Get help from the best in academic writing.

Mix of Pagan and Christian Ideas in Beowulf

The Mix of Pagan and Christian Ideas in Beowulf

Beowulf was written in England around 1000 AD. “This provides us with an idea of a poem that was written during a time when the society had converted from paganism to christianity”(Cohen 138). “We know that paganism did exist alongside Christianity during the approximate era that Beowulf was composed”(Hall 61). “The Christian influences were combined with early folklore and heroic legends of dramatic tribes, early Beowulf scholars began to investigate whether or not Christian and biblical influences were added later to originally pagan influences”(Hall 61). “The Christian elements are almost without exception so deeply ingrained in the fabric of the poem that they cannot be explained away as the work of a reviser or later interpolator”(Klaeber 2). The fact that the two values are so closely intertwined in the poem, I believe that is the reason Beowulf has both Christian and pagan influences.

The pagan elements in the epic poem Beowulf are evident in the characters superhuman personifications. Beowulf is depicted as a superhero. Beowulf takes it upon himself to save the Danes from Grendel. In his battle with Grendel, Beowulf chooses not to use weapons; he relies on his super strength. During the fight, Beowulf’s strength takes over and Beowulf wrestles with Grendel until he is able to rip one of the monster’s arms out of its socket. Superhuman feats also appear in the fight with Grendel’s mother. When Beowulf enters the water, he swims downward for an entire day before he sees the bottom. He does this without the use of oxygen. During the battle with Grendel’s mother, Beowulf realizes that Unferth’s sword is useless against the monsters thick skin. He grabs an enormous sword made by giants, almost too heavy to hold and slashes through the monster’s body. This superhero strength continues into the battle with the dragon. By this time, Beowulf is an old man. He stands up to the dragon and wounds him. Although Beowulf is fatally wounded himself, he still manages to deliver the final blow that kills the dragon. Grendel is also seen as a superhuman monster. Grendel has no knowledge of weapons so he too depends on his extraordinary strength to destroy his enemies. The dragon is also seen as a super powerful adversary. “As in most pagan folklore, the dragon is a much used enemy of the hero of the story”(Greenfield 87).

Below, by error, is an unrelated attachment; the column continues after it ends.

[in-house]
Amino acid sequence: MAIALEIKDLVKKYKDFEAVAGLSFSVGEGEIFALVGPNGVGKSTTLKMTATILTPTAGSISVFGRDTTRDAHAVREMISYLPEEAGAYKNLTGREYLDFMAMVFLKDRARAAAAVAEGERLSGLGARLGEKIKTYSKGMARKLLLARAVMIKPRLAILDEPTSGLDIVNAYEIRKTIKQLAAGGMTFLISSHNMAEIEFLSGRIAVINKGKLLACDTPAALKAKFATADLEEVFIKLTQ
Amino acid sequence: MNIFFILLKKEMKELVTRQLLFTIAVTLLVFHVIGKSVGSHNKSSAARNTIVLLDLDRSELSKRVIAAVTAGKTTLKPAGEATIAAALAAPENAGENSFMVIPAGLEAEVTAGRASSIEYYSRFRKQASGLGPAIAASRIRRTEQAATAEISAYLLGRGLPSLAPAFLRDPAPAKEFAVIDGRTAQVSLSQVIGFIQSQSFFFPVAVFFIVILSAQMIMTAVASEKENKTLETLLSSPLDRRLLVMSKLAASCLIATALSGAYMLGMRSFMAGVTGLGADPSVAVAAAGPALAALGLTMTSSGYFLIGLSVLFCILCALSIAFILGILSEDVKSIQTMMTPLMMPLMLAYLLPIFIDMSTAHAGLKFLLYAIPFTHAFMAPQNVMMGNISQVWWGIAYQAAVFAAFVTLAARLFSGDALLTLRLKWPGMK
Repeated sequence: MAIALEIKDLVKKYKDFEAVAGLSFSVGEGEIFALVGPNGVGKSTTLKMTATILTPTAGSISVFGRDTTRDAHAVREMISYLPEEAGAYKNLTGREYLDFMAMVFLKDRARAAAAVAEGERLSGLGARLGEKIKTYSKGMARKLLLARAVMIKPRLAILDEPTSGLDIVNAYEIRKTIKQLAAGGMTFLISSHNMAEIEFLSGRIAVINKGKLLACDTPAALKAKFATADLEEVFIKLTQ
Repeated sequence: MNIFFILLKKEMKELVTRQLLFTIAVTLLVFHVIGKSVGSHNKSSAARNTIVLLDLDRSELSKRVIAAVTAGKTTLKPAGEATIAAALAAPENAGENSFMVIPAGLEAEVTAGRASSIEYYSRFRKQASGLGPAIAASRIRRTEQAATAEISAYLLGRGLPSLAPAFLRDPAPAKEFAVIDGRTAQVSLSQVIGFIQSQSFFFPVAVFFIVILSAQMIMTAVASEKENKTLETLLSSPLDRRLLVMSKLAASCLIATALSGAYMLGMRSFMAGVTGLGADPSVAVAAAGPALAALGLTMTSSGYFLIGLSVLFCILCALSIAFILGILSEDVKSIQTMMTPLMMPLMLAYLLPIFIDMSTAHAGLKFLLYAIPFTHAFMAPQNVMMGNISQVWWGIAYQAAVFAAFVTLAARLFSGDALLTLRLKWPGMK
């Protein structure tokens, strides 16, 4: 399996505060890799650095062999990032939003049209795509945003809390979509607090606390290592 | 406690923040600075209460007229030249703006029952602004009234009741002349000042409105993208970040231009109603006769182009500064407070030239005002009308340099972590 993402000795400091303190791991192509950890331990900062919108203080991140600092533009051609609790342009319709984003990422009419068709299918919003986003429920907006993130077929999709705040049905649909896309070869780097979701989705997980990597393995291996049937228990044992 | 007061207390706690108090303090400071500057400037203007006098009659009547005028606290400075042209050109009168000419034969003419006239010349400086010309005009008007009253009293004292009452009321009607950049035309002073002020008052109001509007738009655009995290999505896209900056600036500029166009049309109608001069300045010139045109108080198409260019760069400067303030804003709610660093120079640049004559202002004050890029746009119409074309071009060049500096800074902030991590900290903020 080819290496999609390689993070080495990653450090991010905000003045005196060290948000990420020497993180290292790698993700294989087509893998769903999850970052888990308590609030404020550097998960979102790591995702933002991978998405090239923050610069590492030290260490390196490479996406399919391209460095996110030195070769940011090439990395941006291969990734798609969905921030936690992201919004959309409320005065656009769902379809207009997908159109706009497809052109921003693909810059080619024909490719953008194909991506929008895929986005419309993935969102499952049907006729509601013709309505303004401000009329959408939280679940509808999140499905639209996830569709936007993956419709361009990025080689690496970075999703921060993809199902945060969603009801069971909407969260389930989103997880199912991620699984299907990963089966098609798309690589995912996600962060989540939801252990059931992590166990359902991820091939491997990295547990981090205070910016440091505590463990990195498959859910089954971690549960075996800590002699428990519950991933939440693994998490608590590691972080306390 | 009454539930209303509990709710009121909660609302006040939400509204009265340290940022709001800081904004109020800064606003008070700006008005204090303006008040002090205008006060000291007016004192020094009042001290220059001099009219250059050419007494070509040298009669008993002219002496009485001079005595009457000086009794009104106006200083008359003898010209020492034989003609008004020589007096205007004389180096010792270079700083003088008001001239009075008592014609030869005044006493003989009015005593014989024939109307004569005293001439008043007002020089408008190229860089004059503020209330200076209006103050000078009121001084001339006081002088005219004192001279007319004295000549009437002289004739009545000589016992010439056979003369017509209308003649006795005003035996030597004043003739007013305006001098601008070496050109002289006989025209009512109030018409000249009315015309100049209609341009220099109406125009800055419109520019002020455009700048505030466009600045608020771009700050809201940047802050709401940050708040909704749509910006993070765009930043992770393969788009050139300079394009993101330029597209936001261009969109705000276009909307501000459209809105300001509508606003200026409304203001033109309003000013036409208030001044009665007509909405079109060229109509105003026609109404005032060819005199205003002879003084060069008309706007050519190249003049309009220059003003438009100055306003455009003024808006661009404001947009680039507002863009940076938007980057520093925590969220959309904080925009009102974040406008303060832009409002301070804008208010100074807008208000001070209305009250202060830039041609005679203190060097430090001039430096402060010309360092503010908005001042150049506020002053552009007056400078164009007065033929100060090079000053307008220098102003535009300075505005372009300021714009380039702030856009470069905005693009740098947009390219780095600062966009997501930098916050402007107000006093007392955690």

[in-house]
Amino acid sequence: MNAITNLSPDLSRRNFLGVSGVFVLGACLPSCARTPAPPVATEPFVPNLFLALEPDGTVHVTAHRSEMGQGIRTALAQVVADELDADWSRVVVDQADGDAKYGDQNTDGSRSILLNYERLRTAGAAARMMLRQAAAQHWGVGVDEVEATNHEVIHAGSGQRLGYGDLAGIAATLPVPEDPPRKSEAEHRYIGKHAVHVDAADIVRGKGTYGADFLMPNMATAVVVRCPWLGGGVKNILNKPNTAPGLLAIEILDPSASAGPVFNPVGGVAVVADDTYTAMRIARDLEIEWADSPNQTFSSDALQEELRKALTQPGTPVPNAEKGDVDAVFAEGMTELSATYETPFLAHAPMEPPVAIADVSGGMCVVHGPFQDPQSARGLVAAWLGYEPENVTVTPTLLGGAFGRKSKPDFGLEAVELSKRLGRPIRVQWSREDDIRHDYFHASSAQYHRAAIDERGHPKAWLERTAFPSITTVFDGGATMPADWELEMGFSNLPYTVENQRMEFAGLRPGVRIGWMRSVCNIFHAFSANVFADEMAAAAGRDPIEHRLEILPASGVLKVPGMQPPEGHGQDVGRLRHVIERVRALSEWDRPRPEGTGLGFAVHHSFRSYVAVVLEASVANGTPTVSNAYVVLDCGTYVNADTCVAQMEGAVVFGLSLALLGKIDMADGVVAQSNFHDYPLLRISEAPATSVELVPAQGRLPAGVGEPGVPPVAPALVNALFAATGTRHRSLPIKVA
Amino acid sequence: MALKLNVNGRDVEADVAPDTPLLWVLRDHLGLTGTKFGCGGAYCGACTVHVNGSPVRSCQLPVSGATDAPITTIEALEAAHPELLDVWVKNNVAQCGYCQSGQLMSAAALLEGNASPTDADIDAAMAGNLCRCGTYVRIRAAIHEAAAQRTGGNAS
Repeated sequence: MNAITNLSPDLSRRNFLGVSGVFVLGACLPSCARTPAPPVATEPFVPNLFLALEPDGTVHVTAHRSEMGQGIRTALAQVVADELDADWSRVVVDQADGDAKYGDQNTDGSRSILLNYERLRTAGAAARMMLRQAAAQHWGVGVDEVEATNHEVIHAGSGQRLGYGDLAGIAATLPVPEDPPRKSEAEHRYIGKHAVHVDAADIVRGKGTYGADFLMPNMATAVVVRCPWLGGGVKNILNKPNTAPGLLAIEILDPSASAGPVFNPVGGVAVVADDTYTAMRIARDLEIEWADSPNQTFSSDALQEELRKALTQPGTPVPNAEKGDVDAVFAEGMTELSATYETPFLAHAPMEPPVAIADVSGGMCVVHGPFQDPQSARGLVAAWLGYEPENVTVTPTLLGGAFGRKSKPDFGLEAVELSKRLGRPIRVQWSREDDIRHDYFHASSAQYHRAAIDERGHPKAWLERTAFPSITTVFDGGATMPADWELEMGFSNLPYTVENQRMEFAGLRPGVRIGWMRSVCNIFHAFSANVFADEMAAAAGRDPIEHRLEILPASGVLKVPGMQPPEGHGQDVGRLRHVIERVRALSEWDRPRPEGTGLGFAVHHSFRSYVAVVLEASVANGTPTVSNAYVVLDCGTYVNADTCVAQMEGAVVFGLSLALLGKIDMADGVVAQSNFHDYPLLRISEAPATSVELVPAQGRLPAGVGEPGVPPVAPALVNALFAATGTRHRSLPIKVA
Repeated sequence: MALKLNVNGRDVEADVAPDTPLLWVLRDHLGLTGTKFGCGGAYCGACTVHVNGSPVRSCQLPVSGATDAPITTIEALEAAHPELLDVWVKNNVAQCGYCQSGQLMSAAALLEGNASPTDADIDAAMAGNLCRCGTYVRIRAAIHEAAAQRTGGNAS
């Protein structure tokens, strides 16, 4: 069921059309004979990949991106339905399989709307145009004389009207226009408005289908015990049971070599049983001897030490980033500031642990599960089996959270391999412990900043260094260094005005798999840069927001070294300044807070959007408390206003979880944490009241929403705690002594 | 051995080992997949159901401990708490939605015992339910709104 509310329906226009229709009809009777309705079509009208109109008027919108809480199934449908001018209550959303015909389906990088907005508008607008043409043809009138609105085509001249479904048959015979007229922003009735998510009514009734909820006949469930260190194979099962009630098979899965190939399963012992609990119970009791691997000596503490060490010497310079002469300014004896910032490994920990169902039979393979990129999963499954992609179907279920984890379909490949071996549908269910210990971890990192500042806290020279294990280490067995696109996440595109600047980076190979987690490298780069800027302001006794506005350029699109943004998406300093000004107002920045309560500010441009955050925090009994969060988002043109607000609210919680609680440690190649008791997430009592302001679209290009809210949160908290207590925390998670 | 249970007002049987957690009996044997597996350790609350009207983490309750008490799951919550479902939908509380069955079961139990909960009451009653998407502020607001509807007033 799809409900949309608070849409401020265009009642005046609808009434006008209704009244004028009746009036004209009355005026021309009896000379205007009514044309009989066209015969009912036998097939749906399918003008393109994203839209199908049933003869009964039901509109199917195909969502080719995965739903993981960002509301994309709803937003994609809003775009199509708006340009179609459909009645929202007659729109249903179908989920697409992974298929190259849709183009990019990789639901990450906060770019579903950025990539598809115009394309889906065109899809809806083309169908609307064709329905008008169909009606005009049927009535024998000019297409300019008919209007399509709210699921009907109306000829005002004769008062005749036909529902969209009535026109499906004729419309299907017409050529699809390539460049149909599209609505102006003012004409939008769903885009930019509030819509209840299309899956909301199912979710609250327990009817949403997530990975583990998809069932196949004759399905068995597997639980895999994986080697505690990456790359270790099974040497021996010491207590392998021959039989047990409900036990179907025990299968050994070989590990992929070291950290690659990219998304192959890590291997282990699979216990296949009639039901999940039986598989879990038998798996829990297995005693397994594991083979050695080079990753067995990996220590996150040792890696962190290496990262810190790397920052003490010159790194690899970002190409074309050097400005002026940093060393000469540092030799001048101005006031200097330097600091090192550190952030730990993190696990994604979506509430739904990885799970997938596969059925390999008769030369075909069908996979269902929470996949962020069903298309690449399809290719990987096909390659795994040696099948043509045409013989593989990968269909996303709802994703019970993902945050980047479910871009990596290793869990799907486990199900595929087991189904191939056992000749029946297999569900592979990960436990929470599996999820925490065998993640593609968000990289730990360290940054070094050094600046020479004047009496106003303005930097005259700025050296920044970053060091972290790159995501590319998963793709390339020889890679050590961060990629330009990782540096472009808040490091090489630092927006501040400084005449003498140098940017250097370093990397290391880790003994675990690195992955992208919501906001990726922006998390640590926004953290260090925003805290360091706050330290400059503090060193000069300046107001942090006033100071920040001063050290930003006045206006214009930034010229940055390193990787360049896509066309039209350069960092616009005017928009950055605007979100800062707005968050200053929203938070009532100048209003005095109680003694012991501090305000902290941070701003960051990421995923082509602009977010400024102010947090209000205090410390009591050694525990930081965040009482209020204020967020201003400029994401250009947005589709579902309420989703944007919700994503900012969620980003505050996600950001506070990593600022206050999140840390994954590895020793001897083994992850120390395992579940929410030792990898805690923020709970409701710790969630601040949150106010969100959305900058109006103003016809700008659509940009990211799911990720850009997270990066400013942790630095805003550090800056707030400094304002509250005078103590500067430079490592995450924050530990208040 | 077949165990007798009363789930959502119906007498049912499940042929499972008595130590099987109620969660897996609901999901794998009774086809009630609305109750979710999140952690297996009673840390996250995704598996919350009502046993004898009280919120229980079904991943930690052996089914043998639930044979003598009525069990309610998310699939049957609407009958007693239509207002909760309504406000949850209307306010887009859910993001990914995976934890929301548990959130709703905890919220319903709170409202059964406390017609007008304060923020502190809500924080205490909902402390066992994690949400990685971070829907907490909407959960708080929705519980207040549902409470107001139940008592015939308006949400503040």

The Allegory of the Dragon in Beowulf

The Allegory of the Dragon in Beowulf

In the Book of the Apocalypse, Rome is represented by several allegories: the beast of the land, the beast from the sea, the harlot, Babylon, and the dragon. The Beowulf-poet also manipulates the dragon allegory to represent Rome, but his dragon represents not Rome, pure and simple, but a hostile area of the (former) Roman empire, the Romanized Britain or the Roman-British .

There is increasing consensus among critics–against Tolkien’s views–that the dragon is “a different sort of creature from the Grendel tribe” (Gang 6) and that among the innumerable dragon stories “there is probably not one which we can declare to be really identical with that of Beowulf” (Chambers 97). Of course, nobody denies that the dragon is like the Germanic worm that dwells in a barrow and guards treasure. He does not symbolize evil like Grendel of the devilish brood of Cain; he is merely provoked to deeds of slaughter and destruction. The dragon, unlike, Grendel, is given no clear ancestry, no companion; he is not an ellorgæst (807), though an attorsceatha (2839); he is autochthonous; he is kind of ageless (wintrum frod, 2277); he has been keeping the treasure for a long time (2277-78); the messenger in the poem thinks that the dragon belongs where he dwells: “We could not give our beloved prince … the good advice not to attack the guardian of the gold, but let him lie where he had been so long and remain in his own abode till the world’s end” (3079-83). Though the dragon is not God’s foe–it is good to remember that the British people were already Christians in the fifth century–, yet he is the enemy of the Geatish nation (theodsceatha, 2278, 2688); therefore, a confrontation is bound take pla…

… middle of paper …

Nicholson, Lewis E. “The Literal Meaning and Symbolic Structure of Beowulf.” Classica et Mediaevalia, 15 (1964): 151-201.

Niles, John D. Beowulf: The Poem and Its Tradition. Cambridge: Harvard Univ. Press, 1983.

Niles, John D. “Ring Composition and the Structure of Beowulf,” PMLA 94 (1979): 924- 935.

Paschoud, François. “La doctrine chrétienne et l’idéologie impériale romaine.” in L’Apocalypse de Jean. Eds. R. Petraglio, et al. Geneva: Droz, 1979: 31-72.

Risden, Edward L. Beasts of Time: Apocalyptic Beowulf . New York: Peter Lang., 1994.

Sermo Lupi ad Anglos, ed. Dorothy Whitelock. New York: Appleton, 1966.

Thundy, Zacharias P. “Beowulf: Meaning, Method and Monsters,” Greyfriar 24 (1983): 5- 34.

Thundy, Zacharias P. “Doctrinal Influence of Jus Diaboli on Beowulf,” Christian Scholar’s Review 2 (1973):150-169.

Leave a Comment

Your email address will not be published.